Blood in the streets
Sean linked to a…well, I guess I’ll call it a screed…by one Chris Fitzsimon, complaining about some aspects of the new gun laws that took effect here in NC. I’m not going to go into the specifics and refute his assertions; Sean has done a much better job of that. But one paragraph stood out for me from Chris’ diatribe:
It’s probably not a good idea to argue with a stranger over a parking space at a state park or confront a reckless cyclist on your local greenway. They might have a loaded handgun hidden in their belt.
For those of you new to the gun rights arena, this is the latest incarnation of the classic “Blood in the Streets” meme. I am first aware of in 1987 when Florida began the movement toward modern, shall-issue concealed carry. It posits that once law abiding individuals (law abiding by definition, remember, in order to be eligible for a permit) have ready access to concealed weapons, they will immediately abandon all previously used mechanisms for conflict resolution, and instead will begin a conflict resolution strategy wherein one murders the individual with whom one is in conflict with. For example, in the aforementioned parking space conflict, the previously law abiding citizen will, for some reason, murder the individual attempting to take his or her parking spot, and then presumably resume his or her shopping. This may be an example of guns inciting violence, as Joe Huffman documents here.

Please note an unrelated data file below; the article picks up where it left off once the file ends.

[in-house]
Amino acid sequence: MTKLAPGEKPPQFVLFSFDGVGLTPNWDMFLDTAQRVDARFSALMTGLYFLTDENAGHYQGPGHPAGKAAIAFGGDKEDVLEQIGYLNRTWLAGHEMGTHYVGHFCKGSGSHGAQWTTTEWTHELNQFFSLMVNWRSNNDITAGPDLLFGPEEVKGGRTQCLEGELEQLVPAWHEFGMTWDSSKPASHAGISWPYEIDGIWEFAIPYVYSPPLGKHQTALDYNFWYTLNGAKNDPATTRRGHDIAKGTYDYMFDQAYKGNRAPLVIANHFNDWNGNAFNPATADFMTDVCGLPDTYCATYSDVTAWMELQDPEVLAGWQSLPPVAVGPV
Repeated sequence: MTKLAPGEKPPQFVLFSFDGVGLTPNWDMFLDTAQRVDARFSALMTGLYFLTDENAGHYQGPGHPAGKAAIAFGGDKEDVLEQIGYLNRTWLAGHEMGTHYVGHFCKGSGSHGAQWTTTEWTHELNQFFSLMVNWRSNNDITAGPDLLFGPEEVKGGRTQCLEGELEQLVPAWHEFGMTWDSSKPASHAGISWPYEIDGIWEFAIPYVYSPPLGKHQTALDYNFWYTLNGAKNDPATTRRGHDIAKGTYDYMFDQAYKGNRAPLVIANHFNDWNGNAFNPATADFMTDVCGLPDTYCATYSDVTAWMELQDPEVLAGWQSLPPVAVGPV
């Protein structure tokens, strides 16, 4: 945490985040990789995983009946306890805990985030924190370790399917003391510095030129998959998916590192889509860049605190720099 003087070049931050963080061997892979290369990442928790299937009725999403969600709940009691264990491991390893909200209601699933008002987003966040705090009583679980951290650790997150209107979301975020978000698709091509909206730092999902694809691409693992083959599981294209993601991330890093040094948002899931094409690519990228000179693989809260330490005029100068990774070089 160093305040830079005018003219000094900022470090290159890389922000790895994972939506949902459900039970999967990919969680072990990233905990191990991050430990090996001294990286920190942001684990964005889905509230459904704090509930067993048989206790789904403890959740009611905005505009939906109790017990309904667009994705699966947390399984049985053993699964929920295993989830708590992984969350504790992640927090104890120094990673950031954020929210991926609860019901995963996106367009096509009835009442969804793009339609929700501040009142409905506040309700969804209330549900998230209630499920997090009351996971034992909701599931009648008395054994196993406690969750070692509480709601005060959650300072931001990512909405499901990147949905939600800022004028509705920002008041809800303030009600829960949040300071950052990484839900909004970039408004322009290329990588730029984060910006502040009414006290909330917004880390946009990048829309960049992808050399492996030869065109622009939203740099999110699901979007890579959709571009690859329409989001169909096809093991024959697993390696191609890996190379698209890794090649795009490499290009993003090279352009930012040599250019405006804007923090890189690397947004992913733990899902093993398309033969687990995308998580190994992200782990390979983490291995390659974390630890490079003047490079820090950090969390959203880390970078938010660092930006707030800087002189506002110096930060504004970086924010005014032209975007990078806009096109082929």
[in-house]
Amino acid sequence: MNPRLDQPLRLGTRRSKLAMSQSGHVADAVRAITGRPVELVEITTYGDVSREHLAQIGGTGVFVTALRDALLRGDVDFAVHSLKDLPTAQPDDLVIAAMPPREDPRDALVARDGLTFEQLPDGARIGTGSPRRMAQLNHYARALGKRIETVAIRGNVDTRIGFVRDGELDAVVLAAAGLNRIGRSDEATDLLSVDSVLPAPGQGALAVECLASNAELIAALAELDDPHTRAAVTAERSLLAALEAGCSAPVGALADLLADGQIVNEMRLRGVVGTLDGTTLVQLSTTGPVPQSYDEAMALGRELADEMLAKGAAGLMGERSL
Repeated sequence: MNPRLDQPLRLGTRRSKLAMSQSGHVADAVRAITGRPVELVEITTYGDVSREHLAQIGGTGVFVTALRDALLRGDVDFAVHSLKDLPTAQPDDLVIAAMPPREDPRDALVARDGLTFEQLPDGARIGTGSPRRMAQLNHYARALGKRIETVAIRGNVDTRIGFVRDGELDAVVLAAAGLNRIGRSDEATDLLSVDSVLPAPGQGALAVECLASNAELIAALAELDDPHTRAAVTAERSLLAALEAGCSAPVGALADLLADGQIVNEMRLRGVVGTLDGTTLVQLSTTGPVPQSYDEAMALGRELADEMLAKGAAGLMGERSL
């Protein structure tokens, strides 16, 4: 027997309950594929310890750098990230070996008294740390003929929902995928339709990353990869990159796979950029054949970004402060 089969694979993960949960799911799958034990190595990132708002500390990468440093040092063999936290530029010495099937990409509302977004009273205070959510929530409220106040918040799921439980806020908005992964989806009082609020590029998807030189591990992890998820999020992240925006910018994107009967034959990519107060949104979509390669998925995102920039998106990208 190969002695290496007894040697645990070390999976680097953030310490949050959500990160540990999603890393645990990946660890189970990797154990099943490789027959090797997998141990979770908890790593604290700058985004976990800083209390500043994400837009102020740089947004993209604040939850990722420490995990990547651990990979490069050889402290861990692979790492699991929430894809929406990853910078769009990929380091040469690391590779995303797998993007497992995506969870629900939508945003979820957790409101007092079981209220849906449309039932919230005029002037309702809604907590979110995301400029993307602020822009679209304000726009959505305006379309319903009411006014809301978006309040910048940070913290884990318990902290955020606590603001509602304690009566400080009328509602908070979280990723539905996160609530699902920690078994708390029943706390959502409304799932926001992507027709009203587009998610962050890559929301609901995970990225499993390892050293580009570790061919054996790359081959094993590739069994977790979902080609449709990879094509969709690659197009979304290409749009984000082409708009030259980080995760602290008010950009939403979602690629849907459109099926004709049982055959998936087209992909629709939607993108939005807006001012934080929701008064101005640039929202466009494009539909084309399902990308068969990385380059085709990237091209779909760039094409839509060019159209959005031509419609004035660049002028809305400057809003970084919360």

The fact that this never happens does not seem to diminish the concern of the anti-gun crowd. The meme was originally applied at the state level, as more and more states adopted modern concealed carry, but inasmuch as 49 out of 50 states allow some form of concealed carry, the anti-gunners are running out of states to apply the meme to. It seems that the new theory is that the meme applies, not at the state level as previously thought, but rather in micro-environments such as parks and playgrounds. Thus, allowing law abiding citizens to carry concealed weapons in playgrounds will trigger the previously described change in conflict resolution, and when little Johnny wants to use the swing that little Suzy is on, the citizen will simply murder parent and child and allow little Johnny to use the swing. As you can see, this is much more likely than the “taking turns” conflict resolution strategy currently in place in most playgrounds.
All kidding aside, what kind of a view of the world do you have to have in order to believe this crap? That lurking in each and every one of us is the potential, nay, the desire, to murder our fellow citizens over trivial matters. It is only good folks like Chris Fitzsimon who keep us safe by…making it illeager? Or something…
One of the things that I have picked up in watching and reading the interviews with Jerry Sandusky is that he really doesn’t get how creepy he sounds. He thinks that it is perfectly natural that a grown man would shower with adolescent boys, and that showering would involve “horsing around.” In his view of the universe, that is natural behavior between grown men and boys. In Chris’ view, the natural order of things is that people kill each other over trivial matters, and he and his ilk stand as vanguards preventing the natural order.
And I find that just as creepy.